This study used focus groups for MDD patients, interviews for schizophrenia patients, and focus groups for physicians to form and rank an exhaustive list of TEAEs to show that patients with MDD and schizophrenia generally used similar words to describe the TEAEs they were experiencing. TEAEs reported as bothersome across both patient groups included cognitive issues, weight gain and/or increased appetite, low energy, EPS, and the need to sleep/excessive sleep/excessive sleepiness. TEAEs considered more bothersome by patients with schizophrenia were weight gain, low energy, EPS, mental anxiety and increased positive symptoms, whereas TEAEs considered more bothersome by patients with MDD were cognitive issues, somnolence/sedation, and flat/restricted affect. Patients’ and physicians’ perspectives did not align as well as those across the two patient groups. TEAEs considered most clinically important by psychiatrists included metabolic syndrome, weight gain, neutropenia, hyperglycemia, and QT prolongation; those considered most bothersome to patients from physicians’ perspectives included weight gain, reduced sexual desire or performance, EPS, akathisia, and hormonal issues. Some of the differences between the perspectives of patients and psychiatrists were related to clinical term use. For example, differences in understanding of akathisia may have been due to differences in terminology as well as differences in description and/or experience, which may explain why clinicians saw it as clinically important and patients did not list it as most bothersome. In addition, due to patients’ tendency to combine types of EPS, the TEAEs of tardive dyskinesia, dystonia, and Parkinson symptoms were combined for the purposes of this study. Interestingly, three of the most frequent and bothersome TEAEs reported by patients (low energy, somnolence/sedation, and cognitive issues) were not described by physicians as being clinically important or most bothersome. This may reflect the challenges that physicians have in measuring and recording these events; but it may also reflect an assumption by the physicians that these symptoms are due to the disease while patients ascribe the adverse events to the treatment. This study did not attempt to tease this apart but this question would be useful for further research in support of improving the therapeutic alliance.

The results described in this study provide better understanding of the occurrence and burden of TEAEs associated with AAP medications as reported by patients and physicians. It is also interesting to compare the frequency and burden ratings from this study to the adverse event profiles of the drugs as observed in the clinical trials and described in the approved product information (PI) sheets. A survey of the top five product PIs as listed by the patients in this study (risperidone, olanzapine, lurasidone, aripiprazole and quetiapine) reveals both similarities and differences. No adverse event is mentioned in all five PIs (using the section on Adverse Reactions with MDD or schizophrenia. Akathisia is listed in four of the five PIs, which is reflected in the common mention by psychiatrists. Other frequent and burdensome AEs, such as weight gain or increased appetite, somnolence, and lethargy/fatigue are each mentioned in three of the five PIs as a common adverse event. However, dizziness and constipation are also listed in three of five PIs but are not mentioned as often by the patients or physicians in this study. Conversely, the very common and burdensome AE of cognitive issues is not mentioned in any PI, nor are sexual function changes. The mismatch between labelling and patient and physician experience further emphasizes the need to better incorporate patient perspective into adverse event reporting and evaluation.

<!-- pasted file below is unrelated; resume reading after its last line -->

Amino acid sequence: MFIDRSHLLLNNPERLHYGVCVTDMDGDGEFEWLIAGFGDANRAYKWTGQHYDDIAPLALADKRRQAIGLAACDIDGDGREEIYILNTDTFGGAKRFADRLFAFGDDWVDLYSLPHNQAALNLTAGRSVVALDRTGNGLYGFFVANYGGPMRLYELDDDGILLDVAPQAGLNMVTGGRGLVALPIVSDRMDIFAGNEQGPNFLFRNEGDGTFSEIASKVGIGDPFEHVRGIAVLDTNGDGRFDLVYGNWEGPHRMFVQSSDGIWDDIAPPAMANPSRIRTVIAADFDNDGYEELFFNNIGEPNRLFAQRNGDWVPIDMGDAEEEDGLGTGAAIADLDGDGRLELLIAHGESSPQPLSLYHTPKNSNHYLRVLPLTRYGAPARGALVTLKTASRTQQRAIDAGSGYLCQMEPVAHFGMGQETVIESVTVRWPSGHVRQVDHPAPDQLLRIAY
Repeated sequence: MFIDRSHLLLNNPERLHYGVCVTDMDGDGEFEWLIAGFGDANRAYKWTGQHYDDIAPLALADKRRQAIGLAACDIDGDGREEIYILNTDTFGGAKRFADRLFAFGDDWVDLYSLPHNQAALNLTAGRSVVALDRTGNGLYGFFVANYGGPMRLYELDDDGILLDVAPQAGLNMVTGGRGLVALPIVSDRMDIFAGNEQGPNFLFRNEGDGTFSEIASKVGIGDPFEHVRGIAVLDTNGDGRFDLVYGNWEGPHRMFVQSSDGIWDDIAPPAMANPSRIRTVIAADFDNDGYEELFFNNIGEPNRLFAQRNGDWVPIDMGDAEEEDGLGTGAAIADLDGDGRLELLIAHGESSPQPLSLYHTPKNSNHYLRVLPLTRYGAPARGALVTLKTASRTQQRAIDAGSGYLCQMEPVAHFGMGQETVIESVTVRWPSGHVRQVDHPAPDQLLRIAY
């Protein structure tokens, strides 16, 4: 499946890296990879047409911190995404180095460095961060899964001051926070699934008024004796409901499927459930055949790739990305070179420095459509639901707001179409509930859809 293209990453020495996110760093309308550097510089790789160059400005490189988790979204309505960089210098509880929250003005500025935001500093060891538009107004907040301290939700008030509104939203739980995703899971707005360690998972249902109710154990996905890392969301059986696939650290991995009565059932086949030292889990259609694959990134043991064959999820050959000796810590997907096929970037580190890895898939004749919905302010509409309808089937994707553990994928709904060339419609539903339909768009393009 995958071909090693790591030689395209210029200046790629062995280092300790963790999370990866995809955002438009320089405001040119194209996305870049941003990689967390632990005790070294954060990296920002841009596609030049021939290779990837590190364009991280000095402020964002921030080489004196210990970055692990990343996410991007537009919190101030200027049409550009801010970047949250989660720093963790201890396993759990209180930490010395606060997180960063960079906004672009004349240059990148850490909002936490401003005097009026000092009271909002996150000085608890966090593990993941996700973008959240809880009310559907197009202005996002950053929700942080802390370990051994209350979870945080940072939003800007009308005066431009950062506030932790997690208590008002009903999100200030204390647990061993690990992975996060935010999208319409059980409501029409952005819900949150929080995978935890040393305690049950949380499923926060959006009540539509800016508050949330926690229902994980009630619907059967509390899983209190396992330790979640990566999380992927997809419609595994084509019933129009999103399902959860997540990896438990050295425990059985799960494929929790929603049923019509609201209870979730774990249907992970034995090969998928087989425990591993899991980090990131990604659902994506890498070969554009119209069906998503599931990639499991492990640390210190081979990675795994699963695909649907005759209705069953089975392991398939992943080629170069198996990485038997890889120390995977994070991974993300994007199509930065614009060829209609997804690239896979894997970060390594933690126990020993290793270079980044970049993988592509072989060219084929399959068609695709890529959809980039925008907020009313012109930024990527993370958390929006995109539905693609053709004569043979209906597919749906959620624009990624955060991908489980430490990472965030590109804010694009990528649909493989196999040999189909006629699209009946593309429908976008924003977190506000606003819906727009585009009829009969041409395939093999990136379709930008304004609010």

Another way to look at efficacy and tolerability of AAPs is head-to-head clinical trial analysis, as has been shown in a recent mixed-treatment comparison analysis that was used to directly compare the efficacy and tolerability of AAPs [27]. While useful, these types of trials do not reveal how the TEAEs affect patients. To fully understand AE burden in utilization of antipsychotics, the patient perspective needs to be taken into account. Patient attitudes toward antipsychotics are important for adherence to and eventual outcome of the antipsychotic treatment. Surveys of patient attitude toward antipsychotics, including tolerability of TEAEs, have shown a better attitude toward second-generation antipsychotics compared with first-generation antipsychotics, although the results are still debatable [28]. A tolerability index would facilitate the evaluation of TEAE burden among patients and would contribute to the process of prescribing appropriate antipsychotics to patients with MDD and schizophrenia. The information gained in the current study on patient perspectives of TEAE burden will assist in the creation of a tolerability index, which may facilitate appropriate prescribing of AAP medications.